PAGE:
All of these things, save for the latter, are very apparent after spending two weeks here (I plan on being able to confirm first hand that Tokyo is as weird as I hope it is soon).
My First Impressions
I have a suspicion that if any country we visit this year is going to be “my place”, it’s going to be Japan. I have a level of appreciation for things here that I haven’t necessarily reached with some of the other places we’ve lived in. Nothing at all against the previous six, but something about how I feel just walking around the city resonates with me on a different level. I frequently have those moments while walking around at night where I am grinning from ear to ear like a big, dumb idiot, in awe of how happy I am to be here. It’s an incredible feeling.
I appreciate the attention to detail that everyone seems to have for just about everything, I appreciate how important tradition is to them, I appreciate how punctuality is so engrained into Japanese culture, and I, above all, appreciate how immaculately clean everything is (if you’ve ever seen my apartment back in Austin, this should come as no surprise ✨).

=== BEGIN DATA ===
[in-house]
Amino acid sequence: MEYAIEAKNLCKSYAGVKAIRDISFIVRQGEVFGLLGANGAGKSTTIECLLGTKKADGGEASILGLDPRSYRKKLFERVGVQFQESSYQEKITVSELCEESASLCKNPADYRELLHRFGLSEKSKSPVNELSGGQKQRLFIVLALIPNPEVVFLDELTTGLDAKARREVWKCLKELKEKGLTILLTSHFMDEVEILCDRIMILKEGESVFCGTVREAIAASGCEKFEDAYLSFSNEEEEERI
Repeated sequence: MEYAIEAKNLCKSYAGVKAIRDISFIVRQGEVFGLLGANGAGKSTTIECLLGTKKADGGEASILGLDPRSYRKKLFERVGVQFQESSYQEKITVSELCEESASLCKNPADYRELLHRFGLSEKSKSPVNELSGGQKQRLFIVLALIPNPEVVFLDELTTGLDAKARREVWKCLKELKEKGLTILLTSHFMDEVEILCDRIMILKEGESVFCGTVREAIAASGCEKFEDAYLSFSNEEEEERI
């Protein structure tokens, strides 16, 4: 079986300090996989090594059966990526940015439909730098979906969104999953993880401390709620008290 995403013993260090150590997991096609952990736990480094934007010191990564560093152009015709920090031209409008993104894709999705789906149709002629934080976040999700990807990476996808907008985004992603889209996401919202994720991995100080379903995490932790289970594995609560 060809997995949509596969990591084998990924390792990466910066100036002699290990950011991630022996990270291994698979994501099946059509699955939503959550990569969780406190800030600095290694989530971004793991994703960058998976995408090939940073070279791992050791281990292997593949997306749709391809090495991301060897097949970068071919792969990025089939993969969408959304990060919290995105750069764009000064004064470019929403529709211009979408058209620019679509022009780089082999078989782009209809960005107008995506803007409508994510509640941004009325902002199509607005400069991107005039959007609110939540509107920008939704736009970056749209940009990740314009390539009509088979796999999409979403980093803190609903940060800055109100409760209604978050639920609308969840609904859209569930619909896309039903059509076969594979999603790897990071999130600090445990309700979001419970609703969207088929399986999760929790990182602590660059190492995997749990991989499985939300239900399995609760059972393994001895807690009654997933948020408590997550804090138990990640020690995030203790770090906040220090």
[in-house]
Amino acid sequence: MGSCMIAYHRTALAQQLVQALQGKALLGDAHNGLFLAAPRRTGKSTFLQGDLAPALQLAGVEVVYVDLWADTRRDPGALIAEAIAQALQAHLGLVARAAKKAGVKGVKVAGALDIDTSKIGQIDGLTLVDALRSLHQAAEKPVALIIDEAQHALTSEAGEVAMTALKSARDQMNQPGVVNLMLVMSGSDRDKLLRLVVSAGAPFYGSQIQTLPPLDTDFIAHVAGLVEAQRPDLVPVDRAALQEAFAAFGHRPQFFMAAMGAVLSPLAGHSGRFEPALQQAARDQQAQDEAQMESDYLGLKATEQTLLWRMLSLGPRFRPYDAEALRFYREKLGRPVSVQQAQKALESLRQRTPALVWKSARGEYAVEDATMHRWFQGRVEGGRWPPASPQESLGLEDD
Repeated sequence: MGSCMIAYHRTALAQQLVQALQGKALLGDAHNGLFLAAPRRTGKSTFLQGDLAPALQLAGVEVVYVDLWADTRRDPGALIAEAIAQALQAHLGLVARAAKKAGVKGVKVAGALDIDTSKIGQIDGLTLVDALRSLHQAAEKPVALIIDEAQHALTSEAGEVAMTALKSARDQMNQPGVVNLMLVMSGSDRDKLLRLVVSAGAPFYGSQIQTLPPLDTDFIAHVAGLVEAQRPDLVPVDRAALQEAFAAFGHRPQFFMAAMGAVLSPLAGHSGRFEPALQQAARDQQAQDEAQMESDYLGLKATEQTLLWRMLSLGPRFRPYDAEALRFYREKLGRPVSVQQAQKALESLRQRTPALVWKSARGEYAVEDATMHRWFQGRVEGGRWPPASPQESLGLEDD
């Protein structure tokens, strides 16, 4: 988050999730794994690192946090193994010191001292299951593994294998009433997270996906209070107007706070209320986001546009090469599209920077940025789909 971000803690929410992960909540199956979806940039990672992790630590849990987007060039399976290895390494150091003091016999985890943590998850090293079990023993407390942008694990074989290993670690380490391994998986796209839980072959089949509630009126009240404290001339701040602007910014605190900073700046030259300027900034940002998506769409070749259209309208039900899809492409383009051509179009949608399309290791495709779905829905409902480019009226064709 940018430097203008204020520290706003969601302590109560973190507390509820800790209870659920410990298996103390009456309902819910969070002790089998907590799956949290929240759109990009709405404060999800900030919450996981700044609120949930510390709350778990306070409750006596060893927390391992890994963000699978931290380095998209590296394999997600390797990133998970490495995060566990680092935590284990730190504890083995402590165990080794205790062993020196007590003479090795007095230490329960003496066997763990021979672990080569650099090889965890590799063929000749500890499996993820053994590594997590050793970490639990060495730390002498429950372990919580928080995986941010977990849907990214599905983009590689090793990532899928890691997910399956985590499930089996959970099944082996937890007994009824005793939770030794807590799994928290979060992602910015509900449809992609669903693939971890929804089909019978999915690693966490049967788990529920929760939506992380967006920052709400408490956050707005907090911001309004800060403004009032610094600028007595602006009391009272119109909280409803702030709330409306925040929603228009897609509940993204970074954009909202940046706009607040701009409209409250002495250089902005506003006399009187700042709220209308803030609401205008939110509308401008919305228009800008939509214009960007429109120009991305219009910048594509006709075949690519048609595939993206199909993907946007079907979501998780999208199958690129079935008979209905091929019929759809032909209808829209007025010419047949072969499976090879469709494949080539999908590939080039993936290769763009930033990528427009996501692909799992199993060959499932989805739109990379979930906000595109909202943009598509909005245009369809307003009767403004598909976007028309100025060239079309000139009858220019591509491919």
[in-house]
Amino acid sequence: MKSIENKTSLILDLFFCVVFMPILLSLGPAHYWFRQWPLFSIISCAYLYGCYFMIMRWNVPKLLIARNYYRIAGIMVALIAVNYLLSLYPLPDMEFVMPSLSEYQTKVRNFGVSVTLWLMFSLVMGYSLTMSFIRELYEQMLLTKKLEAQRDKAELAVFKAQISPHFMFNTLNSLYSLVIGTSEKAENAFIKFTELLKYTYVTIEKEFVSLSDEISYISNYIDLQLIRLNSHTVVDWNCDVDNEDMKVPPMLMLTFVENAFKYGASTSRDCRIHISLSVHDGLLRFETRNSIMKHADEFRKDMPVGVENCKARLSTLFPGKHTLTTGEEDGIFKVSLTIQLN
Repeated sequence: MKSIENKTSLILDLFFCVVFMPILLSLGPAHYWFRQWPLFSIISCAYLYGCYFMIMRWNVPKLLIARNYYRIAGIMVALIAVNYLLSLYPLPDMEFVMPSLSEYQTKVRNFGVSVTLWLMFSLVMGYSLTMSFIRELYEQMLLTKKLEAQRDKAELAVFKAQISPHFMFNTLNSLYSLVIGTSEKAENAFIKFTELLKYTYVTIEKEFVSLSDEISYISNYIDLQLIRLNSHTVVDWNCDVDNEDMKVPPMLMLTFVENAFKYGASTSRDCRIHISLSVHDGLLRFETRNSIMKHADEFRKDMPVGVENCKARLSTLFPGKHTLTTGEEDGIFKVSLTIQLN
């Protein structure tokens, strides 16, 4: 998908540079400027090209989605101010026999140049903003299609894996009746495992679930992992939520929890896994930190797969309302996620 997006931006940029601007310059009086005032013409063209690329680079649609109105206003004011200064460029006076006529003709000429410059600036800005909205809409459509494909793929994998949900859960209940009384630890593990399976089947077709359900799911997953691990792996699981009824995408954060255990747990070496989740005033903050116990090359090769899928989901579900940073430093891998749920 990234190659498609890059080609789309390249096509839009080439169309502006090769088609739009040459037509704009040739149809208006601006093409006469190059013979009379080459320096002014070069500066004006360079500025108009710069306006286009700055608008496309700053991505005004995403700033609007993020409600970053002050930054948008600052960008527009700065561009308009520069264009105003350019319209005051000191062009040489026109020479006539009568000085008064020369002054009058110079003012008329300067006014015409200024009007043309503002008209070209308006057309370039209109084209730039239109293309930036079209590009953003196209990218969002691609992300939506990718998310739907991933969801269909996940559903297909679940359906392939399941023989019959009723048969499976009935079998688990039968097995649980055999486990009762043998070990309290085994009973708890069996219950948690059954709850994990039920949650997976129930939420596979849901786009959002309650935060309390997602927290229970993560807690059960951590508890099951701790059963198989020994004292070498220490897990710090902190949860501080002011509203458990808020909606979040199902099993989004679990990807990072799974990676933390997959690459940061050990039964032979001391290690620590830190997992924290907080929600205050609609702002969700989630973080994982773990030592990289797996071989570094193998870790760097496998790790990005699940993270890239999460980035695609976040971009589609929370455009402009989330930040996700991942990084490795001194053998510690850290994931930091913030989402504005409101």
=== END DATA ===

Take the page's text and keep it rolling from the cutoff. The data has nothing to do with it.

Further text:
From Chaos to Calm
I wrote previously about the chaos-o-meter and how Chiang Mai was a couple of notches down from Hanoi. If Hanoi was a 10 and Chiang Mai was a 5, then my first impression of Kyoto is that it is a -28.
Kyoto honestly feels like it might be the safest place on Earth, too. Sure that might be a baseless conclusion, but you can almost hear a pin drop while walking down some of the busiest streets. I mean, even Japanese cars barely make any noise.
When people talk to one another on the streets, and in most places, really, they do so with very hushed voices as if not to disturb others around them. At first, the silence was deafening and occasionally awkward. It was all I could hear or think about. It has started to become something that I appreciate and enjoy.
Needless to say, Kaizen makes its presence known when we go most places — unintentionally…I think.
🤗 Rules 🤗
Now, I don’t think I’m a full blown Type A person, but I for sure have some Type A tendencies, mostly pertaining to rule following.